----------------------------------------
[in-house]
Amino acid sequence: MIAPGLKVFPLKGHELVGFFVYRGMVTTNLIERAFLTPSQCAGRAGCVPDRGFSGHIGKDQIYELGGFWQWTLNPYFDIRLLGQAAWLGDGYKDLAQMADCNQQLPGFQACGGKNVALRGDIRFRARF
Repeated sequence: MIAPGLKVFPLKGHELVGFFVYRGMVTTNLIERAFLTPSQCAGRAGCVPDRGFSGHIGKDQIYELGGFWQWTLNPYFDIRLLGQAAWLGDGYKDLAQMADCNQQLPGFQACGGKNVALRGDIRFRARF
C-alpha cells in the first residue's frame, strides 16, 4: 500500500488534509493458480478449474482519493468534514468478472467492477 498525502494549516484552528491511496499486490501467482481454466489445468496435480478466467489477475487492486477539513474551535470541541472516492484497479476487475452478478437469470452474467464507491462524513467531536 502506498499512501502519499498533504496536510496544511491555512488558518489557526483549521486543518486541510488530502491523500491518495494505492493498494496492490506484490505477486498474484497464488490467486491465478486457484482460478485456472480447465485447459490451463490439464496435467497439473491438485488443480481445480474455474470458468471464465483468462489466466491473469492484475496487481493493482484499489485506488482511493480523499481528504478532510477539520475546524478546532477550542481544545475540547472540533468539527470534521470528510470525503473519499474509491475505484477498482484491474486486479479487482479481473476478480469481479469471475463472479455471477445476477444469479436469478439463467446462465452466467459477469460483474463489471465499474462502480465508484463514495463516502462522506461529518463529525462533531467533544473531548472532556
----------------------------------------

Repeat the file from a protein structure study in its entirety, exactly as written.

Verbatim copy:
[in-house]
Amino acid sequence: MIAPGLKVFPLKGHELVGFFVYRGMVTTNLIERAFLTPSQCAGRAGCVPDRGFSGHIGKDQIYELGGFWQWTLNPYFDIRLLGQAAWLGDGYKDLAQMADCNQQLPGFQACGGKNVALRGDIRFRARF
Repeated sequence: MIAPGLKVFPLKGHELVGFFVYRGMVTTNLIERAFLTPSQCAGRAGCVPDRGFSGHIGKDQIYELGGFWQWTLNPYFDIRLLGQAAWLGDGYKDLAQMADCNQQLPGFQACGGKNVALRGDIRFRARF
C-alpha cells in the first residue's frame, strides 16, 4: 500500500488534509493458480478449474482519493468534514468478472467492477 498525502494549516484552528491511496499486490501467482481454466489445468496435480478466467489477475487492486477539513474551535470541541472516492484497479476487475452478478437469470452474467464507491462524513467531536 502506498499512501502519499498533504496536510496544511491555512488558518489557526483549521486543518486541510488530502491523500491518495494505492493498494496492490506484490505477486498474484497464488490467486491465478486457484482460478485456472480447465485447459490451463490439464496435467497439473491438485488443480481445480474455474470458468471464465483468462489466466491473469492484475496487481493493482484499489485506488482511493480523499481528504478532510477539520475546524478546532477550542481544545475540547472540533468539527470534521470528510470525503473519499474509491475505484477498482484491474486486479479487482479481473476478480469481479469471475463472479455471477445476477444469479436469478439463467446462465452466467459477469460483474463489471465499474462502480465508484463514495463516502462522506461529518463529525462533531467533544473531548472532556